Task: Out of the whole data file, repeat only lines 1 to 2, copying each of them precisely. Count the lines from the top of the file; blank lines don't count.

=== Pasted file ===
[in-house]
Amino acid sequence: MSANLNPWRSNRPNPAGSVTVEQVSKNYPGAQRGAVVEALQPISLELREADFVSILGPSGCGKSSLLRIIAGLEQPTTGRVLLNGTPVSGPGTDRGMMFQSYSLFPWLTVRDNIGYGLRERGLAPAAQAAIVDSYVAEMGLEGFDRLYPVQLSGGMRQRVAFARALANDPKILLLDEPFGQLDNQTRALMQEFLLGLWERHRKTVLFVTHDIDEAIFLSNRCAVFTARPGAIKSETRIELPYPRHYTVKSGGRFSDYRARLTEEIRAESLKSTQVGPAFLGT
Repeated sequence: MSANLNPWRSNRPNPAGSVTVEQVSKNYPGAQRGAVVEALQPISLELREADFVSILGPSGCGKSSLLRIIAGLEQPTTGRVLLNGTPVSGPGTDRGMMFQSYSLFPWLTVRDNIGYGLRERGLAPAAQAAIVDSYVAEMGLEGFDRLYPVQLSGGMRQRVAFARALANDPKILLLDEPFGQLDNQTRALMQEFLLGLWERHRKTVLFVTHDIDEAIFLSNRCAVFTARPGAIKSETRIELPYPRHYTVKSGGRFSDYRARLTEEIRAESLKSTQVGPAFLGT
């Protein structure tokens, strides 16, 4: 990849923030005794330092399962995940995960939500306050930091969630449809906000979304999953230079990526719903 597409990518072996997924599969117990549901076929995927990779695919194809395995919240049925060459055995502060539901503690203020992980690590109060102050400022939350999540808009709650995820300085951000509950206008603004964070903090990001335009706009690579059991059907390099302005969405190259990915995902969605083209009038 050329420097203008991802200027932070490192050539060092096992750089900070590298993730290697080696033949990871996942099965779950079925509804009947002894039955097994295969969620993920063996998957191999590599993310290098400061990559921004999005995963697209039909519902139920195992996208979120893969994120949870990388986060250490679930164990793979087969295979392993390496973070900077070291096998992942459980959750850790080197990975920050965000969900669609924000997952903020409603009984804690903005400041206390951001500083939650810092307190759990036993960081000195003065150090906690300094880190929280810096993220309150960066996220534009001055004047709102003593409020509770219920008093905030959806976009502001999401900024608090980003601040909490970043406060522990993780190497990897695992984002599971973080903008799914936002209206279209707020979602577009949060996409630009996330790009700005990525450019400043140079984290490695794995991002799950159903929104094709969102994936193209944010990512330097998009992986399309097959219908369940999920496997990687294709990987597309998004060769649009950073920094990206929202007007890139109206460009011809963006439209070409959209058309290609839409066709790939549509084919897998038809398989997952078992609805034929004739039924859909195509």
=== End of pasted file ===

[in-house]
Amino acid sequence: MSANLNPWRSNRPNPAGSVTVEQVSKNYPGAQRGAVVEALQPISLELREADFVSILGPSGCGKSSLLRIIAGLEQPTTGRVLLNGTPVSGPGTDRGMMFQSYSLFPWLTVRDNIGYGLRERGLAPAAQAAIVDSYVAEMGLEGFDRLYPVQLSGGMRQRVAFARALANDPKILLLDEPFGQLDNQTRALMQEFLLGLWERHRKTVLFVTHDIDEAIFLSNRCAVFTARPGAIKSETRIELPYPRHYTVKSGGRFSDYRARLTEEIRAESLKSTQVGPAFLGT